Sunday, 22 May 2011

Multiplayer Games

It's all downhill from here.  In the best way possible, of course.  The ascent has finished, and now comes six weeks of plunge, starting here.

(Spoilers galore after the fold)

It seems we've gotten a brief respite from wondering whether a common theme can be drawn from the multiple storylines this time around, since both the Wall and Vaes Dothrak are missing entirely. If you try hard enough, you could maybe actually argue that "absence" is key to the episode, but I think that would be a stretch even for me, even if the list of things missing include Tyrion, parenting skills, Alfie Allen's pants and acting ability, Renly's chest hair [1], and any idea of what a blowjob actually sounds like [2].

To expand a little on some of the points above: is there any character in this show more badly cast than Theon Greyjoy?  Theon is supposed to be an iceberg, not in terms of temperature (though he's not particularly expressive of anything beyond smug mirth and teenage anger) but in terms of concealment. Part of what makes him so interesting is the genuine difficulty we have in working out which way he'll jump (not unusually for a Martin character). Allen seems intent on playing Theon as a wannabe-wideboy (that, or Allen is a wannabe-wideboy, and someone just got him to repeat a script in-between attempts to buy guns from a Jamaican yardie).  The guy managed to make a scene with a pretty naked redhead unwatchable, for God's sake, and not because of the sudden arrival of "the little kraken".  Hell, if he agreed to talk less, I'd be happy enough for him to walk around naked for the rest of the season, though that might cause problems for him in the cold weather.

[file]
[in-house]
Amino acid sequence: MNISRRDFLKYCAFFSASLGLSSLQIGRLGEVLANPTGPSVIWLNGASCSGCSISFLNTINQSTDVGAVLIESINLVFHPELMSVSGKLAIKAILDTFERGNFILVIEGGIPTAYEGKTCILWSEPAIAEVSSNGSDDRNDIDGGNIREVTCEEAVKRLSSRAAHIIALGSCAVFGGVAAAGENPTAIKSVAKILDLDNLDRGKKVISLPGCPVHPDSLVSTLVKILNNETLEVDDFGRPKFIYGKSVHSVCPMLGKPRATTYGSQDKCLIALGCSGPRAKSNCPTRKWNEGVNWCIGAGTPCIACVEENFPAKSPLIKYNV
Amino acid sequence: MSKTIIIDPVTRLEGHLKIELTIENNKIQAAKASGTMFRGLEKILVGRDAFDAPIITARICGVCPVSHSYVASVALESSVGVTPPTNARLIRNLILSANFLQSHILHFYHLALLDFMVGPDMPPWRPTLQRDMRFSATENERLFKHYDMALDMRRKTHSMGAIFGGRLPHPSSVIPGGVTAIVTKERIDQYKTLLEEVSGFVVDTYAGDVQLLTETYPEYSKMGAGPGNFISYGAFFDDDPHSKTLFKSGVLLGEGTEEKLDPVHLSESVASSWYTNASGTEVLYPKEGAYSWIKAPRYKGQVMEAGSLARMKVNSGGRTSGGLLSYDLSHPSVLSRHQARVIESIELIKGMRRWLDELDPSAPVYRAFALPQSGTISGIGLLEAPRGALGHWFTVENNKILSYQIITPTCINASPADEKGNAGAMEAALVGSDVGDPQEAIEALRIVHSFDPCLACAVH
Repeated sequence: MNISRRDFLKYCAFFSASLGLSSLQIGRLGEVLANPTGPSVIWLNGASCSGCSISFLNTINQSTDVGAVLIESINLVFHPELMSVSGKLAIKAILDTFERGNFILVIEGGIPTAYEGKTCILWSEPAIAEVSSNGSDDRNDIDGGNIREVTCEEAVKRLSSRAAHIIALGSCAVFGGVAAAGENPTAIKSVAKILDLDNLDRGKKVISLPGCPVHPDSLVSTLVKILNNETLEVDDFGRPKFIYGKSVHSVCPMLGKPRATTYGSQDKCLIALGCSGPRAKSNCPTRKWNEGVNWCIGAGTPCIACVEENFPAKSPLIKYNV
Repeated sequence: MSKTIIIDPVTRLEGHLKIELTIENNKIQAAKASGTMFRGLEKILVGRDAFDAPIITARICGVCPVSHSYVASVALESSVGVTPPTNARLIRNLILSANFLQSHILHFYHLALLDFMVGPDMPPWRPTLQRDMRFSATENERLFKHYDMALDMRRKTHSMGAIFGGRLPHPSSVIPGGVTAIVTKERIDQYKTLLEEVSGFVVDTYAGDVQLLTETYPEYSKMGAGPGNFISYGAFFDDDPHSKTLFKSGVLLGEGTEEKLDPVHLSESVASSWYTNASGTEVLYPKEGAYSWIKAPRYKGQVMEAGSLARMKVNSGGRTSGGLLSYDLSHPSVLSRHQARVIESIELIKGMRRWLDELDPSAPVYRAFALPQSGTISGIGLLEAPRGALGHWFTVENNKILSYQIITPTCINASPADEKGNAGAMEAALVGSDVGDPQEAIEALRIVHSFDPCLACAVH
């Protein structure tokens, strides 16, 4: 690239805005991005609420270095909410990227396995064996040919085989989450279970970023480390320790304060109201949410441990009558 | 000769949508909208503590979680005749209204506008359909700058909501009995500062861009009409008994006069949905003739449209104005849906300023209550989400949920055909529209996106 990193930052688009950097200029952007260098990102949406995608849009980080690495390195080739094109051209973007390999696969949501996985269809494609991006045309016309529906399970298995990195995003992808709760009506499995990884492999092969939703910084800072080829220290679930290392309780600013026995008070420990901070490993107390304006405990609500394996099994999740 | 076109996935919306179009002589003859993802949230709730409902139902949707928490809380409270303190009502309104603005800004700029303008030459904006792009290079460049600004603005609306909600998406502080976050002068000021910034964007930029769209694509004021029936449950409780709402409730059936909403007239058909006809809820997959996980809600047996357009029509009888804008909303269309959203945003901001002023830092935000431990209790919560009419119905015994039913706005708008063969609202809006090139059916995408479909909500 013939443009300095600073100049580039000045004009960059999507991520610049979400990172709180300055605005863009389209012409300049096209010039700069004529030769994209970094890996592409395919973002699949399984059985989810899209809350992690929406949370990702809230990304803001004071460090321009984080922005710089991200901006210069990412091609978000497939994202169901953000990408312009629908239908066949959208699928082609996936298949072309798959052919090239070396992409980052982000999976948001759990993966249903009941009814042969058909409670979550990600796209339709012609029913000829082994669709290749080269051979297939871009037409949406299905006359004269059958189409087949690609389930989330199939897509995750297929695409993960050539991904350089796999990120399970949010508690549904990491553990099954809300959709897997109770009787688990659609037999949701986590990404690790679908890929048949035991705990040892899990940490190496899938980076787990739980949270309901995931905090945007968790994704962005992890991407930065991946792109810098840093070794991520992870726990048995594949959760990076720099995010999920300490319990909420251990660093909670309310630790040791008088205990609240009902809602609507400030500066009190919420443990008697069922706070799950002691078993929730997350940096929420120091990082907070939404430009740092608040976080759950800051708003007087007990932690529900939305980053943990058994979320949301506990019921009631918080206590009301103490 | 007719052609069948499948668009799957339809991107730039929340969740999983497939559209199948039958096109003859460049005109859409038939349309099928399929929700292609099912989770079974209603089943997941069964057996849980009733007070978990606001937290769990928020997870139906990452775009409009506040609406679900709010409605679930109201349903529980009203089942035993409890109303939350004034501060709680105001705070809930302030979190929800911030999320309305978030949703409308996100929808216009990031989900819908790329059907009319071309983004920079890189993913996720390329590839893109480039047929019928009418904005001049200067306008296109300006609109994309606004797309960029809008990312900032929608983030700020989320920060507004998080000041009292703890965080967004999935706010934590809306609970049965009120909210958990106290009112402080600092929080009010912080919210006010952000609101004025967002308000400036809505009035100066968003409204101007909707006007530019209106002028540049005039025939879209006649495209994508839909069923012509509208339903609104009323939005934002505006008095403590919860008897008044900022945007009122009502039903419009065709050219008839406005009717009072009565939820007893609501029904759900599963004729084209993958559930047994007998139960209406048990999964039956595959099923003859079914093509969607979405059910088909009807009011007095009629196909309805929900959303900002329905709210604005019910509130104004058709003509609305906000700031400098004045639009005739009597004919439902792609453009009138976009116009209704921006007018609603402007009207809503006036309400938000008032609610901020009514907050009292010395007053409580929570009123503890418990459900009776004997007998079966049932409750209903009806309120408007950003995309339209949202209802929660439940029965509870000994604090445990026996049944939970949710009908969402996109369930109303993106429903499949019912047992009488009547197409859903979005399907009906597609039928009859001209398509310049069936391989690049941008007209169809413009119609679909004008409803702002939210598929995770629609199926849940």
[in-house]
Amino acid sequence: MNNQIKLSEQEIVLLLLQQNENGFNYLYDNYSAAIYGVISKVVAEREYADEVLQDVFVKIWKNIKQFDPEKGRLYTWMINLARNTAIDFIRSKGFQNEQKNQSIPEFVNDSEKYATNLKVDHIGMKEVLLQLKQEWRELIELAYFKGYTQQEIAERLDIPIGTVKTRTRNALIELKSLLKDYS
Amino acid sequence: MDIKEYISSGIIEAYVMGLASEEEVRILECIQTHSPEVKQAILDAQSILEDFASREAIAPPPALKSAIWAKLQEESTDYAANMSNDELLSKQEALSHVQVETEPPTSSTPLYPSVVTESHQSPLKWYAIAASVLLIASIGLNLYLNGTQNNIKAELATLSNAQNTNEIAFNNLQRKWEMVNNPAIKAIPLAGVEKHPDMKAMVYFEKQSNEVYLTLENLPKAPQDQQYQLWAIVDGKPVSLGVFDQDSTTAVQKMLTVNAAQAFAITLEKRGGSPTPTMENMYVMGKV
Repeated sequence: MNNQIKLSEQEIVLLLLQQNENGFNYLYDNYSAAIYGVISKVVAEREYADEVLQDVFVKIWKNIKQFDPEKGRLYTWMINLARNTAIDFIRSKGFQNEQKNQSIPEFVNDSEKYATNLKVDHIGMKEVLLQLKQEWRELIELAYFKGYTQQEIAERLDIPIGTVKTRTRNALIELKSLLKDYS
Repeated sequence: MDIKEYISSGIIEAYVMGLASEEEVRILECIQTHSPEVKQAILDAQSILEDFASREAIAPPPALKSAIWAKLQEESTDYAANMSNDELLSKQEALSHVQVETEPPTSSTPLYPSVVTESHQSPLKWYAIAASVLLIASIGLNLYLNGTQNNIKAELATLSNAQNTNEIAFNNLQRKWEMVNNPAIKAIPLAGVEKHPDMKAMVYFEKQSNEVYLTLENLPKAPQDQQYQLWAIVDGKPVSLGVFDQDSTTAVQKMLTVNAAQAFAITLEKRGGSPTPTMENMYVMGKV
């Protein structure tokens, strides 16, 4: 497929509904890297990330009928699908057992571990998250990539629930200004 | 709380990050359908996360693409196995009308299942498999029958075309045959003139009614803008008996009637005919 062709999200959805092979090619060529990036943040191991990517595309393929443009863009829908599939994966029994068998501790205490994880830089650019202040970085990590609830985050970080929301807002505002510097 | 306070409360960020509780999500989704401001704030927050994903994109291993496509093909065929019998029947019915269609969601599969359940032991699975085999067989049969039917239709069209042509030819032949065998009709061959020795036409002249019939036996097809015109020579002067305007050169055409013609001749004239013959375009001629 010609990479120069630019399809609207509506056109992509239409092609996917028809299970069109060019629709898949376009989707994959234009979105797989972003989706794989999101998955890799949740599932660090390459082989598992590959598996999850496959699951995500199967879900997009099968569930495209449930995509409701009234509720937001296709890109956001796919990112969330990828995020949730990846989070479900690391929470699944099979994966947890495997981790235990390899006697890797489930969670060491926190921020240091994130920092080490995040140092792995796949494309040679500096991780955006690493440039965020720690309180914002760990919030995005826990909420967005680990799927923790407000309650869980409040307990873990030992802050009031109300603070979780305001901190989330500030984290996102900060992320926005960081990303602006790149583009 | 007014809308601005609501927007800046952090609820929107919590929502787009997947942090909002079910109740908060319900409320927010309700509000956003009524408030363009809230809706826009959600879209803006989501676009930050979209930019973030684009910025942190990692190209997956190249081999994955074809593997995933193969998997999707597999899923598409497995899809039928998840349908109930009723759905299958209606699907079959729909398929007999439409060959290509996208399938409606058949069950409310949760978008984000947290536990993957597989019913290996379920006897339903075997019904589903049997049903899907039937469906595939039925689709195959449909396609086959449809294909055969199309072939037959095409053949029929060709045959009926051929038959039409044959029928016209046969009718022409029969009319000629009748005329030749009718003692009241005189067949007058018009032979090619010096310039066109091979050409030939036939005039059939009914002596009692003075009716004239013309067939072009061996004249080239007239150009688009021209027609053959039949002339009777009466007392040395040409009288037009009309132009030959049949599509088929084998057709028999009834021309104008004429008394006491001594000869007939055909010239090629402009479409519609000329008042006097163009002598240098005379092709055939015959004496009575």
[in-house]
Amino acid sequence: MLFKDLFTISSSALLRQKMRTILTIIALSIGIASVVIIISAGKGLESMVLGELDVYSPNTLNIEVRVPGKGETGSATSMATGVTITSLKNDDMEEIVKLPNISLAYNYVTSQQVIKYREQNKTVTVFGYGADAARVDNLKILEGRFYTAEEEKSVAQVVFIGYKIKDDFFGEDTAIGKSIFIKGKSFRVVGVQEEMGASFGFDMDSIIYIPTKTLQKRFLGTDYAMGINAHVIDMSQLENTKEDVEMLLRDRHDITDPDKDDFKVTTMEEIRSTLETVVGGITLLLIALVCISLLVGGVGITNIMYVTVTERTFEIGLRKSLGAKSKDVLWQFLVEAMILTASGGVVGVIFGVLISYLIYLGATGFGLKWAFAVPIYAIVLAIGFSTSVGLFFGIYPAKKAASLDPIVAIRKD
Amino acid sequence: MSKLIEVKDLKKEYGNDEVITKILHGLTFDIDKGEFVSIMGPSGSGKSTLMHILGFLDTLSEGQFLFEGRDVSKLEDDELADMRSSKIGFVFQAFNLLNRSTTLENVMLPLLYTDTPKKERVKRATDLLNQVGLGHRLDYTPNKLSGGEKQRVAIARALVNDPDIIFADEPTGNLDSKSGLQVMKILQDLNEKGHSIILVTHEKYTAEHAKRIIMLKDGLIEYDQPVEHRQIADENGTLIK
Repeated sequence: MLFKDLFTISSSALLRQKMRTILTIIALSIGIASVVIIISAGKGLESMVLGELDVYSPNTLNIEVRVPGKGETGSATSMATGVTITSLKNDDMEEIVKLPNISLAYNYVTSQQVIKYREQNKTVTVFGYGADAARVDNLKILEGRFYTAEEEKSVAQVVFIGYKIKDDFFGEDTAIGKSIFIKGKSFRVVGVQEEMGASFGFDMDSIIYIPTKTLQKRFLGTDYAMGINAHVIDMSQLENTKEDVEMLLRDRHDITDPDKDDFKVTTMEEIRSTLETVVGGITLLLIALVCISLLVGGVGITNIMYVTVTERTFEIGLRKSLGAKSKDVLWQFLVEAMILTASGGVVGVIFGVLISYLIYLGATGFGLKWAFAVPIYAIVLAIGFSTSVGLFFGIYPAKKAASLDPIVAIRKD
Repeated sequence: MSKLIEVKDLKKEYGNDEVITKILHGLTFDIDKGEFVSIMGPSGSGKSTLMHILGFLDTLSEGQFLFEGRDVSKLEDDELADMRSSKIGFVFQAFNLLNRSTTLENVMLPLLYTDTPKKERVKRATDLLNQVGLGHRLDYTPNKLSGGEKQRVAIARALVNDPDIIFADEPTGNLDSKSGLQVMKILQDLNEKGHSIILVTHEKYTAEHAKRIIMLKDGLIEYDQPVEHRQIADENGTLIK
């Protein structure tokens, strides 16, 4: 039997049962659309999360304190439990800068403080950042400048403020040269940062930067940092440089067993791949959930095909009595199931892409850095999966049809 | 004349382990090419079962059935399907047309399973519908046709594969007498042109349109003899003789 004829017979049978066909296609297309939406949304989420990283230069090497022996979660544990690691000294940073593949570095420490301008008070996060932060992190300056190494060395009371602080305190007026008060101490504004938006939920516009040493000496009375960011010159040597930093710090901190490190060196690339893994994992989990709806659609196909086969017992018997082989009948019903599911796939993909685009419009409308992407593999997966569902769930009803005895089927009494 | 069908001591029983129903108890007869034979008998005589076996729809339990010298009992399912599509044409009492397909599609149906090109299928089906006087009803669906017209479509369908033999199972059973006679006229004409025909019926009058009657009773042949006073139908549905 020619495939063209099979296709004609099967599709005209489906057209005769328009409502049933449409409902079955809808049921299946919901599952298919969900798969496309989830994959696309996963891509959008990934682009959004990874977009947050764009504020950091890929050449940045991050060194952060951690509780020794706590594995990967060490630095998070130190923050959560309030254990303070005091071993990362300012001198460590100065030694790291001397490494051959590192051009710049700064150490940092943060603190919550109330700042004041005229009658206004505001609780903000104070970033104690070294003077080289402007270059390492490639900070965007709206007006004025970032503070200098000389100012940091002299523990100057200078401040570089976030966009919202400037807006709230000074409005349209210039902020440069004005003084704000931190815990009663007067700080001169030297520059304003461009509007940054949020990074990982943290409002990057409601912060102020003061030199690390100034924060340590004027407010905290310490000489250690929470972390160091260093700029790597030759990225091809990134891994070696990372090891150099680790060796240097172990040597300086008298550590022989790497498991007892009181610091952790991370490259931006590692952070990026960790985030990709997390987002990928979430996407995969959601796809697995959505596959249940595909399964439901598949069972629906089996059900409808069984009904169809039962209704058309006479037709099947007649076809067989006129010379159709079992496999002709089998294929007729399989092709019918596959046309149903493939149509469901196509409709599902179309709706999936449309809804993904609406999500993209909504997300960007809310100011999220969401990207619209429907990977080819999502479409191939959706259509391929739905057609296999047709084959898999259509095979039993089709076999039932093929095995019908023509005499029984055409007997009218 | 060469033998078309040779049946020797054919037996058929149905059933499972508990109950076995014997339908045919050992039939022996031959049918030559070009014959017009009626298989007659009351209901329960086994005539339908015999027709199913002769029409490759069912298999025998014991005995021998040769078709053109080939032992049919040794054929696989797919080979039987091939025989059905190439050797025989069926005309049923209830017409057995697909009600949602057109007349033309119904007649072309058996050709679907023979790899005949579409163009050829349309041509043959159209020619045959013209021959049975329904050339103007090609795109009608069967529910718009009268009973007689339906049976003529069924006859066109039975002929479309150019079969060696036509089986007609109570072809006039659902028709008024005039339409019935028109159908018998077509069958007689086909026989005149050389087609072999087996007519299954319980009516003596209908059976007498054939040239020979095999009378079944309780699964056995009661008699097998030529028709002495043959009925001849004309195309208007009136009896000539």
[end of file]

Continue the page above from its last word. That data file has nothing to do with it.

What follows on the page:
The only casting choice that comes close to being as poor is the oily squit somehow mistaken for Loras Tyrell.  I already thought the show had badly served him - in the book it's a very important part of Sansa's growing awareness of political reality for her to see how even a noble and skilled knight will happily pull a dishonorable trick for a bit of extra cash.  In "The Wolf and the Lion", in contrast, we know only that a) he's good, and b) he's on Sansa's increasingly laughable list of "Boys I would like to take home" before we get to c) he's a cheating prick. Whomever had the job of protraying him was going to have trouble recovering from that, but casting him as some kind of ghastly public schoolboy shaving another boy in his dorm after prep really hasn't helped - even if the scene was quite useful in setting up Renly's character, and in making it clear it's not all going to be fat men screwing five hookers at a time.